Tenants Win Preliminary Injunction Against Owners of the Huntington Hotel for Discrimination and Illegal Rents
Attorneys at the Legal Aid Foundation of Los Angeles and Steptoe & Johnson, LLP won a preliminary injunction yesterday that enjoins the Huntington Hotel owners from discriminating on the basis of source of income, disability and age.
The lawsuit was filed in December, 2011 on behalf of four displaced tenants and the community organization the Los Angeles Community Action Network (LA CAN) . The Huntington owners, who bought the 200 unit building in September 2010, had displaced all but two tenants. After renovating the units, they are leasing up the property, but have refused to accept applications from anyone on public benefits, including testers sent by LA CAN.
The Court found that plaintiffs “submitted ample evidence that the Huntington has engaged in a practice of violating fair housing laws by discriminating against persons based on their source of income” and also that plaintiffs submitted “credible evidence that defendants have discriminated against elderly and disabled tenants.” Becky Dennison of LA CAN explained: “LA CAN members with disabilities had been turned away from the Huntington, being told the building was only for working people and students. Not only is this illegal, but completely disregards and disrespects the large community of people with disabilities in great need of housing in Skid Row.”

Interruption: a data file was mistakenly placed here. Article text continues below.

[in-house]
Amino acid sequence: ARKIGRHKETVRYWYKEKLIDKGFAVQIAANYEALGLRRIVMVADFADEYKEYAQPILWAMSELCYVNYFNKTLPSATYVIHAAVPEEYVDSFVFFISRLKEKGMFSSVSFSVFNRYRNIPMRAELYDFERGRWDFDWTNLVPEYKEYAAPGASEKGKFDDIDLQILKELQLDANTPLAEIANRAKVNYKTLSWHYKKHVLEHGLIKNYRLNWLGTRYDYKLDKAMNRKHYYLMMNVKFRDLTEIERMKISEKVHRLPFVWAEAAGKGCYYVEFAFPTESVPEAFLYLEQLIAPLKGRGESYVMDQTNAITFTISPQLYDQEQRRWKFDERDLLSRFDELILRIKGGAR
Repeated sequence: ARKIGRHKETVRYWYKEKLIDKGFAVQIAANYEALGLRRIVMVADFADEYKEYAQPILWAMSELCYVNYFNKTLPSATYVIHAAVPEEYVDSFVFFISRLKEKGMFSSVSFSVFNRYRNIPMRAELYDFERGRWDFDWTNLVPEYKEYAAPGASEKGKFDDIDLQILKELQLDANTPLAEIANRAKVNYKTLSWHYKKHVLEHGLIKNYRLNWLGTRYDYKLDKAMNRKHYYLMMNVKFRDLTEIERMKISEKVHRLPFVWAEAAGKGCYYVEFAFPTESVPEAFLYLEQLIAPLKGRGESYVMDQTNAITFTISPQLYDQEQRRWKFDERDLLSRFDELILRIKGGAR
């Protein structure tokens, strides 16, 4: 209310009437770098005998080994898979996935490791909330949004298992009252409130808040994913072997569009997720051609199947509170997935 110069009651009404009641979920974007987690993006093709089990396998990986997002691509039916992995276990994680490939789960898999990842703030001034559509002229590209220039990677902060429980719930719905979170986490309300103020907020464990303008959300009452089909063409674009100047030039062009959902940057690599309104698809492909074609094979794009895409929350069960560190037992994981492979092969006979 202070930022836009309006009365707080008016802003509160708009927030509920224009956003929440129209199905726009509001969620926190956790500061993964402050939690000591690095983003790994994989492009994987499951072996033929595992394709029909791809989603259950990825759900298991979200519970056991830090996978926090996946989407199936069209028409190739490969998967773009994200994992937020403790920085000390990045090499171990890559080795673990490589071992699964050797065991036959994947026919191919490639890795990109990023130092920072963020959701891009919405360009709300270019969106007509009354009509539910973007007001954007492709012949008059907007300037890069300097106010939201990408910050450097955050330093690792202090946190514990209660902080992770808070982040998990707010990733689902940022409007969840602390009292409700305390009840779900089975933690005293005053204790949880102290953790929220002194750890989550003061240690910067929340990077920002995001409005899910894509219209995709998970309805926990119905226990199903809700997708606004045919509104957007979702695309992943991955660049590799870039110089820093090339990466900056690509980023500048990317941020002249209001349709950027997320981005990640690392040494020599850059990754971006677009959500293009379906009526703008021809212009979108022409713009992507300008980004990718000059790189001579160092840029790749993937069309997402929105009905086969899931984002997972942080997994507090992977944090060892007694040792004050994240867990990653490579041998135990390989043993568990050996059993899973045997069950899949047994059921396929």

Plaintiffs had won a previous preliminary injunction that enjoins defendants from renting 50 units for market rates because under a city law, the rents cannot be increased above the amounts they were at while the building was in the Rent Escrow Account Program (REAP).
However, defendants have stated that they will not rent the lower priced units for a year until they are lawfully entitled to charge higher rental rates. “Los Angeles faces a shortage of affordable housing options, especially during these tough economic times,” said attorney Fernando Gaytan. “This landlord’s decision to purposefully keep this valuable affordable housing off the market when it is most needed only exacerbates the city’s housing crisis.”